Hey, want to spend your year trying 300 exercises?
Hey, want to spend your year trying 300 exercises?

It is amazing how many exercise devices from flimsy, low-end contraptions to multi-thousand dollar fitness machines are marketed will the alleged feature/benefit of enabling hundreds of exercises. Likewise, it’s very common for training programs to boast of huge variation, often as a way to “keep things fresh” or to “keep your body guessing what’s next.”

That tactic is very disrespectful of you, your time and your money. It’s like being under a car working on an exhaust system and asking a friend to hand you 9/16th open-end wrench and having him dump an entire toolbox full of items on the ground instead. One one tool does the job best why should you sort through hundreds? Why should you have to  try all possible exercises and variations to find out what will work to build your biceps or triceps? What the hell are you buying if it isn’t some expertise on what can save you frustrating mistakes in the gym?

Yet most ads prattle on about all the different exercises you can do. And they tell you how you can constantly change them without running out of variations. Only a guy who wants to spend the absolute maximum time in the gym will value that – and even then it’s just for the busywork, not for productive training. Most of us are spending money to find proven shortcuts and efficiencies that deliver the results we want without us having to resort to trial and err – that’s what we are paying for!

What’s the best exercise to build your quads? What’s the best exercise to build your biceps? What’s the most often you can train and still get results? What’s the least often you can train and still get results? If your current workout can’t show you those answers – and prove them to you in black and white! – get a different training program.

Any team of monkeys can build an exercise contraption for late night TV sales that mimics otherwise effective exercises. Or likewise, cobble together a kitchen sink training program that tells you to keep trying stuff until something eventually pays off. Real, durable value for a fitness consumer comes from finding a program of exercises that have been objectively evaluated for you so you don’t have to pay to be a guinea pig or spend your time reinventing the wheel.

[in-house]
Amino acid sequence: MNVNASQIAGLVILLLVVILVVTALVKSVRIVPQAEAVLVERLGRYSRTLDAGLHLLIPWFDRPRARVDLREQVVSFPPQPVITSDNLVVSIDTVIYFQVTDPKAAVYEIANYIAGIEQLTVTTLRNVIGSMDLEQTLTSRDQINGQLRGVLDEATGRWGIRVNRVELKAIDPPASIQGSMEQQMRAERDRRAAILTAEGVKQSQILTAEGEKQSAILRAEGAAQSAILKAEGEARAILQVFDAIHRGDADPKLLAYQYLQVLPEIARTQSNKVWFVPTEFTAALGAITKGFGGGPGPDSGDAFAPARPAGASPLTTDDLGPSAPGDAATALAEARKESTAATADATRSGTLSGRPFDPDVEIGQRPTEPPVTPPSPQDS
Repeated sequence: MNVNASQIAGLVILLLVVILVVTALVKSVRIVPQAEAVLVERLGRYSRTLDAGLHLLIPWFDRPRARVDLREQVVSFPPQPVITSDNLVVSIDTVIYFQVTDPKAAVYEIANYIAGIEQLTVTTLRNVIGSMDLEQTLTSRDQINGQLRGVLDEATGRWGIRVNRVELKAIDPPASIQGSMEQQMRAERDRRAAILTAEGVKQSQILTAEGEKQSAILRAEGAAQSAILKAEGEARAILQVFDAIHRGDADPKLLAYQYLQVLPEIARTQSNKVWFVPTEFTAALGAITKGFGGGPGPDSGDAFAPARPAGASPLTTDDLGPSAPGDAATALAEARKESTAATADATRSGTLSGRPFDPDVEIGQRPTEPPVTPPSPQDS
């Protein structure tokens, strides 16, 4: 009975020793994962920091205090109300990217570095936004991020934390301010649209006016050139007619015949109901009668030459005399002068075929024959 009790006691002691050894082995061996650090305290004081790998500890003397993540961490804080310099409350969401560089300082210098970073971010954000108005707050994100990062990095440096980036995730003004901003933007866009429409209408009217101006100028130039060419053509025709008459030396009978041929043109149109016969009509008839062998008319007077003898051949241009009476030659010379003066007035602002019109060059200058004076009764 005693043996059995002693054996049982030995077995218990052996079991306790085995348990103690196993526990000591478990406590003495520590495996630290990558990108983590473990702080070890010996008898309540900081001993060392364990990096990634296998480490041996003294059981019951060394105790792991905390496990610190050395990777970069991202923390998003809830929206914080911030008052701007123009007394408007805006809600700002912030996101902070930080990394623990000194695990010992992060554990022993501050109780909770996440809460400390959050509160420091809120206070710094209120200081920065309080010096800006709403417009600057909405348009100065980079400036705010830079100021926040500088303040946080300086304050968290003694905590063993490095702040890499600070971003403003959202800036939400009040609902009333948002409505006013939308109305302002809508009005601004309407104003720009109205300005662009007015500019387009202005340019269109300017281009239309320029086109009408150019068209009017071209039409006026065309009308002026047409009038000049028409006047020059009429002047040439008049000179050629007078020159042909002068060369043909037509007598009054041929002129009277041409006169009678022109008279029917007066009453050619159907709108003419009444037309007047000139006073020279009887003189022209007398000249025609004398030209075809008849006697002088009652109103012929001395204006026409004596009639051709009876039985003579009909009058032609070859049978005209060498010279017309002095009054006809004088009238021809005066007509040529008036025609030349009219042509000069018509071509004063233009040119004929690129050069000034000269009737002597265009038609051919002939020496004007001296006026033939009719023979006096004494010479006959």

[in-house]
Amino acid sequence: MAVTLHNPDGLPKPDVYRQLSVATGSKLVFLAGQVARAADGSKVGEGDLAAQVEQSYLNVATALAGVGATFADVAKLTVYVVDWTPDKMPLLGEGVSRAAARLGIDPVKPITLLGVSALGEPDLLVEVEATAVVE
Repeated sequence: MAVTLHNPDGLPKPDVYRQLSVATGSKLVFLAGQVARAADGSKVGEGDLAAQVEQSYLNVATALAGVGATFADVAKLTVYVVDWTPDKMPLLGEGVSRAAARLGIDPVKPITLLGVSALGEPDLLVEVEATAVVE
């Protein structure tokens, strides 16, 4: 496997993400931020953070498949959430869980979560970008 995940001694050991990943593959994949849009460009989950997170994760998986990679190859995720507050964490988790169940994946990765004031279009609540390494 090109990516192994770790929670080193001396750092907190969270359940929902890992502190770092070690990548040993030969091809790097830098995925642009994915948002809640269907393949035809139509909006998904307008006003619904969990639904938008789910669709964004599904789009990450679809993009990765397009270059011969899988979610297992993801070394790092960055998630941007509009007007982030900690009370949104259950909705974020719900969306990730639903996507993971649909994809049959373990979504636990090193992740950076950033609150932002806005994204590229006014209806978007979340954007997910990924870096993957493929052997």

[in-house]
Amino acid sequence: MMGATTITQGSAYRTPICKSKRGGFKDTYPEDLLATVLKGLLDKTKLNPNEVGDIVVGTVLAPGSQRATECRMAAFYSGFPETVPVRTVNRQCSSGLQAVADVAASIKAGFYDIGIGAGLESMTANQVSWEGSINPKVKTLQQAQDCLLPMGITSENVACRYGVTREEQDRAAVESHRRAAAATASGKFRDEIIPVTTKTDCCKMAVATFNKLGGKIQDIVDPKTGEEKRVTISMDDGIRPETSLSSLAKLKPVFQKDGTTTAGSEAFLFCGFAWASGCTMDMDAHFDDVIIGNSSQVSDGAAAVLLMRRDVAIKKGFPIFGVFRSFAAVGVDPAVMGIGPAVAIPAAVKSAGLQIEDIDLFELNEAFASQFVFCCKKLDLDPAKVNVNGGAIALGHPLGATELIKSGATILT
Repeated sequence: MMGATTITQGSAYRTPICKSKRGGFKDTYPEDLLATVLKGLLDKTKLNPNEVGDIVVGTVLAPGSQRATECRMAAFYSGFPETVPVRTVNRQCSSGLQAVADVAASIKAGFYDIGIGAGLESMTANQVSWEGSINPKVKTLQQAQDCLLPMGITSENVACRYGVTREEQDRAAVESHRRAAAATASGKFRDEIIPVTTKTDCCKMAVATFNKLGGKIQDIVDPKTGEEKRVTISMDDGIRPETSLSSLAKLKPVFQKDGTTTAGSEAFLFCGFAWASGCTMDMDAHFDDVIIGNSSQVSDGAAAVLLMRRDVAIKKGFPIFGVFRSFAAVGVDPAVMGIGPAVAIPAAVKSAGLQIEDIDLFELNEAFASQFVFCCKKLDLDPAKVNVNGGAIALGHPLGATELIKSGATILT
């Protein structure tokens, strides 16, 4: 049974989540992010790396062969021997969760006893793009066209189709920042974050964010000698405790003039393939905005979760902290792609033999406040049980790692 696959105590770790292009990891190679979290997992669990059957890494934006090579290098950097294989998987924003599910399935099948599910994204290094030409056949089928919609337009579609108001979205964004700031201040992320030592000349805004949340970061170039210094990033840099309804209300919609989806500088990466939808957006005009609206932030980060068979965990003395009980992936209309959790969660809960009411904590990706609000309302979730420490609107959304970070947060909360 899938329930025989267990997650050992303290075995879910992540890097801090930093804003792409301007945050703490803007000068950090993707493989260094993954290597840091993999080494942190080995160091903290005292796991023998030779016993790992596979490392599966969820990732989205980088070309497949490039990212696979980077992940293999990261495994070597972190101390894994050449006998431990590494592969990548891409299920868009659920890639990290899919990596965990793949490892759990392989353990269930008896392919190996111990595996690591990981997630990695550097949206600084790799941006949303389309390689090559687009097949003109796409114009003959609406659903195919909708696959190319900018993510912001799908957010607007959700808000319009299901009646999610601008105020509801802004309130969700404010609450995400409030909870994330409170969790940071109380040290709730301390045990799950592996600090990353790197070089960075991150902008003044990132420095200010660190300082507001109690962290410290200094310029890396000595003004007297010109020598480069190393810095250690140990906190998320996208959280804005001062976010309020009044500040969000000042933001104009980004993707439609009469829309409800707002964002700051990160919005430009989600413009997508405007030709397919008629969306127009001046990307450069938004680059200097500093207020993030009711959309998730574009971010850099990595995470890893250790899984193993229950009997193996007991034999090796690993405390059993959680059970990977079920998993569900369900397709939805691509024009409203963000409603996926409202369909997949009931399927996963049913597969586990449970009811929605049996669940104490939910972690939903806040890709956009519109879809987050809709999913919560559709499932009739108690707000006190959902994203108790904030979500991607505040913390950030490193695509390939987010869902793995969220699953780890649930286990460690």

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  • Indeed, it is amazing that these “wheel spinning” machines sell so well. What is even more amazing is how many people buy these thousand exercise machines, “try them out” the day they arrive, and then “store” them for the rest of…ever.

    They often turn into extra devices for hanging clothes, lol. So I guess the buyers never quite get to trying those 300 exercise variations after all 😉

  • Rene Kittelsen

    *haha* those machines are so useless that I can’t hold myself from laughing.
    I see training equipment like that everywhere and most don’t even use them regulary.

    It’s like most commercial, you buy it, use it and store it. We are all very dependable puppets that way, and we will buy garbage many years to come.
    That’s their trick though, appealing to our “needs” with eye boggling pictures and then sell this crap so someone can make a living.

    Few things work good as expected and that’s a shame, really.

  • Yes lots of variation perhaps most of it pointless on pieces of equipment that will be stored,sold or used as clothes racks.The home gym type contraptions are usually pathetic{some exceptions} over priced,use poor grade materials and the one place where variation would be important-{can you make it heavier and get significant overload}-has a tiny little stack that will be very quickly adjusted to and then where do you go from there.Many will not get that far as such contraptions are bought post Christmas weight gain and pre-holiday/vacation as a desperate measure.However if you have an interest in collecting low quality scrap metal you can do so by finding the now disregarded equipment{one careful owner-perfect condition-still in box etc etc}in the back of your local paper or on e bay.